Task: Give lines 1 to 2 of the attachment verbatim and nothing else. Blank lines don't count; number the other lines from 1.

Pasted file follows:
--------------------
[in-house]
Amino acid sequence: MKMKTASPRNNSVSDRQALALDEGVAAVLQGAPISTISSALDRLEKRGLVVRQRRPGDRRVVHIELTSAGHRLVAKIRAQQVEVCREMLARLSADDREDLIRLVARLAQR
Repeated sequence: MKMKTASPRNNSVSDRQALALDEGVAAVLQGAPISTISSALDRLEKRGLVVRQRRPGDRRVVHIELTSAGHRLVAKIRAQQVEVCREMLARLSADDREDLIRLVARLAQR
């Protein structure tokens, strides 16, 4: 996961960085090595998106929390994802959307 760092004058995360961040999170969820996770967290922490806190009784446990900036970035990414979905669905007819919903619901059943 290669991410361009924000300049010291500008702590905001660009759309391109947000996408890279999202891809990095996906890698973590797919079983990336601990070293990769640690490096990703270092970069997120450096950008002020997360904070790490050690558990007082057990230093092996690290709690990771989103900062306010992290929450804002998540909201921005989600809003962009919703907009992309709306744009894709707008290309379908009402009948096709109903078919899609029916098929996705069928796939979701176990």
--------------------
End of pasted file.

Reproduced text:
[in-house]
Amino acid sequence: MKMKTASPRNNSVSDRQALALDEGVAAVLQGAPISTISSALDRLEKRGLVVRQRRPGDRRVVHIELTSAGHRLVAKIRAQQVEVCREMLARLSADDREDLIRLVARLAQR